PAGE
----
(BBC) Bollywood star Shah Rukh Khan has been ordered to pay a deposit of $200,000 (£125,686) to an Indian court in order to secure release of his latest film.
TV scriptwriter Yash Patnaik says he came up with the concept, and should receive 10% of the film’s profits.
Ra.One, an effects-laden blockbuster, is due out next week.
With a simultaneous international release timed to coincide with the Diwali festival, the film is expected to be a lucrative box office hit.
The Indian press reports that Khan, one of Bollywood’s biggest stars, is likely to pay the deposit to ensure the film comes out on time.
The court will then hear arguments over the copyright issue at a later date.
Passing the order, Chief Justice Mohit Shah and judge Roshan Dalvi observed that it was “unfortunate that people in the film industry use others’ concepts and then don’t want to pay or give them credit”.
A lawyer for Patnaik said the writer had developed the concept of an Indian superhero in 2006, and discussed the idea with Ra.One’s scriptwriter, Mushtaq Sheikh.
He contends that there are several similarities between the characters he created and those that appear in the finished movie.
But lawyers for the film’s production company say the two stories are completely different.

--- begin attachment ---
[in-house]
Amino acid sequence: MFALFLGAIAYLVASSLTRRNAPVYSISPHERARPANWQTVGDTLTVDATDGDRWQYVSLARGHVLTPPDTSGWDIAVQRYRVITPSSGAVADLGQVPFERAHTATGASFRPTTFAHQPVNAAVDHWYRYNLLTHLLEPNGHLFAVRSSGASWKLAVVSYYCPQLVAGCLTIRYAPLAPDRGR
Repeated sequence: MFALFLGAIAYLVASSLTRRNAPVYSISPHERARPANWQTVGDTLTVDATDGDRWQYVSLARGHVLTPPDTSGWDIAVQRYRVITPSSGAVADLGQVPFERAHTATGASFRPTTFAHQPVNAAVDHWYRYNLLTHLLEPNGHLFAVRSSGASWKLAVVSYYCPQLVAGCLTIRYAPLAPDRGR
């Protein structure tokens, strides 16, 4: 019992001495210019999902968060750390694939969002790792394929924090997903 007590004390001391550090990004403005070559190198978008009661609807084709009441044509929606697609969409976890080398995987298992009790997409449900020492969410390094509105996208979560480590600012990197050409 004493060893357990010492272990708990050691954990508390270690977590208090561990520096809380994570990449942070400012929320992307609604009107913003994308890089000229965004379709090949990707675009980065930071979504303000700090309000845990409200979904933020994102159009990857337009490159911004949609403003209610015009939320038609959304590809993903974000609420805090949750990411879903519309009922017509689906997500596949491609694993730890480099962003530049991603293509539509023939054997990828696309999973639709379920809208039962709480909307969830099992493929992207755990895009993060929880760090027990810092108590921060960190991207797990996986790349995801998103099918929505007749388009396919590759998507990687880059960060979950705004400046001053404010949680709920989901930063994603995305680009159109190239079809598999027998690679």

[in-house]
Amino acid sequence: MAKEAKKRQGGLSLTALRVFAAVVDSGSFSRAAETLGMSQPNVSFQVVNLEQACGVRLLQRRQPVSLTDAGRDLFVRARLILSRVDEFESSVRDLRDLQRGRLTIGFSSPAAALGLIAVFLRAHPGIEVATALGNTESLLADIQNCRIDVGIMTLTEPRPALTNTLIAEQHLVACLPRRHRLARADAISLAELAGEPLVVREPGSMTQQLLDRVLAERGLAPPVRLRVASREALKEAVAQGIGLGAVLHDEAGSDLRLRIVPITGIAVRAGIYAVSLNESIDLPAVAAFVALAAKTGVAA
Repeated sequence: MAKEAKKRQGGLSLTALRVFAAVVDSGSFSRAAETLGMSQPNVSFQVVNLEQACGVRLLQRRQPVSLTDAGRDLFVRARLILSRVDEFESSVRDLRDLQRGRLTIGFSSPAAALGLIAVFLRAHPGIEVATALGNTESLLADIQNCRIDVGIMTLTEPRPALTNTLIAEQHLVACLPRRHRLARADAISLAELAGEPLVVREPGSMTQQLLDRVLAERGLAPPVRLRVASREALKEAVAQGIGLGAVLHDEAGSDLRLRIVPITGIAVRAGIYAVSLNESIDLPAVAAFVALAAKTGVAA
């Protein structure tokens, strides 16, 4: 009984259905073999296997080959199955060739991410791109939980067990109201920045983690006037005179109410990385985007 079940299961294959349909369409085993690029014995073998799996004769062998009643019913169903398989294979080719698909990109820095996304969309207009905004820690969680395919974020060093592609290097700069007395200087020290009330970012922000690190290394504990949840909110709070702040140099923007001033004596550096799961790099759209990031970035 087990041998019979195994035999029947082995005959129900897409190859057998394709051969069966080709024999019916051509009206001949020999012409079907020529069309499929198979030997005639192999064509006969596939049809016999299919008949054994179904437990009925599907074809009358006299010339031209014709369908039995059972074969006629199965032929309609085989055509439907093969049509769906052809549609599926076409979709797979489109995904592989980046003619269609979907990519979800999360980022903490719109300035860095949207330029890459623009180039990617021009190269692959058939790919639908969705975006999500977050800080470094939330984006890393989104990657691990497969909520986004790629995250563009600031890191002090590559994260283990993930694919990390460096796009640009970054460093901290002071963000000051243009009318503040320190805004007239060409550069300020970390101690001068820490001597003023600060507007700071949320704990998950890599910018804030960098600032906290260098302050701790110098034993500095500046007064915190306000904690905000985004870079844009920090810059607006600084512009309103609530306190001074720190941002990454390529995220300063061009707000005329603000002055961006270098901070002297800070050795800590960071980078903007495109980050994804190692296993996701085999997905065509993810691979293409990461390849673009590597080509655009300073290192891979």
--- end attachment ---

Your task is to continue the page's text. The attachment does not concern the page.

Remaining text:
Director Anubhav Sinha had previously told interviewers that he came up with the idea for Ra.One in 2005 after watching a “commercial with two kids controlling a human being with a remote”.
He described the finished product as being a “sci-fi, comedy, romance, father-son relationship, superhero, good over evil fight to save the world”.
With the promotional campaign for the film beginning in January 2011, lawyers have questioned Patnaik’s decision to approach the court over copyright at this late stage.
“The prints have been delivered world wide and it is not possible to hold back the release,’‘ they told the Times of India.
Ra.One is due for release in India on 24 October, and the UK two days later.
The film, the most expensive Bollywood production to date, has already suffered delays due to the extensive special effects and 3D production work.